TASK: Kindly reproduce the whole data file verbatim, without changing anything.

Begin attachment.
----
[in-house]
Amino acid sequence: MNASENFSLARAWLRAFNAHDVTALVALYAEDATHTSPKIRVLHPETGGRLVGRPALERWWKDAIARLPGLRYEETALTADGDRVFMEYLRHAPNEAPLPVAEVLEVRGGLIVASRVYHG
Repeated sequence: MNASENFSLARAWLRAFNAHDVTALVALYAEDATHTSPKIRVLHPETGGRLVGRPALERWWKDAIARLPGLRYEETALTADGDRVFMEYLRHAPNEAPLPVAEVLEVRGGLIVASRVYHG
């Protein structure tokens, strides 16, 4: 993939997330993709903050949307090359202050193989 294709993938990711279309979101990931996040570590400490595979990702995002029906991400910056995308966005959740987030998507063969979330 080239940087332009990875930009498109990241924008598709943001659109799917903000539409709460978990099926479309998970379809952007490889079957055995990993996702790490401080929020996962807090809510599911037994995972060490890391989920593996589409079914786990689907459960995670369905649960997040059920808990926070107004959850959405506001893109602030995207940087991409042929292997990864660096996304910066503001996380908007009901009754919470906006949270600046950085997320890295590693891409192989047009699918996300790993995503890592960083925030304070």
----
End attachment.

[in-house]
Amino acid sequence: MNASENFSLARAWLRAFNAHDVTALVALYAEDATHTSPKIRVLHPETGGRLVGRPALERWWKDAIARLPGLRYEETALTADGDRVFMEYLRHAPNEAPLPVAEVLEVRGGLIVASRVYHG
Repeated sequence: MNASENFSLARAWLRAFNAHDVTALVALYAEDATHTSPKIRVLHPETGGRLVGRPALERWWKDAIARLPGLRYEETALTADGDRVFMEYLRHAPNEAPLPVAEVLEVRGGLIVASRVYHG
């Protein structure tokens, strides 16, 4: 993939997330993709903050949307090359202050193989 294709993938990711279309979101990931996040570590400490595979990702995002029906991400910056995308966005959740987030998507063969979330 080239940087332009990875930009498109990241924008598709943001659109799917903000539409709460978990099926479309998970379809952007490889079957055995990993996702790490401080929020996962807090809510599911037994995972060490890391989920593996589409079914786990689907459960995670369905649960997040059920808990926070107004959850959405506001893109602030995207940087991409042929292997990864660096996304910066503001996380908007009901009754919470906006949270600046950085997320890295590693891409192989047009699918996300790993995503890592960083925030304070």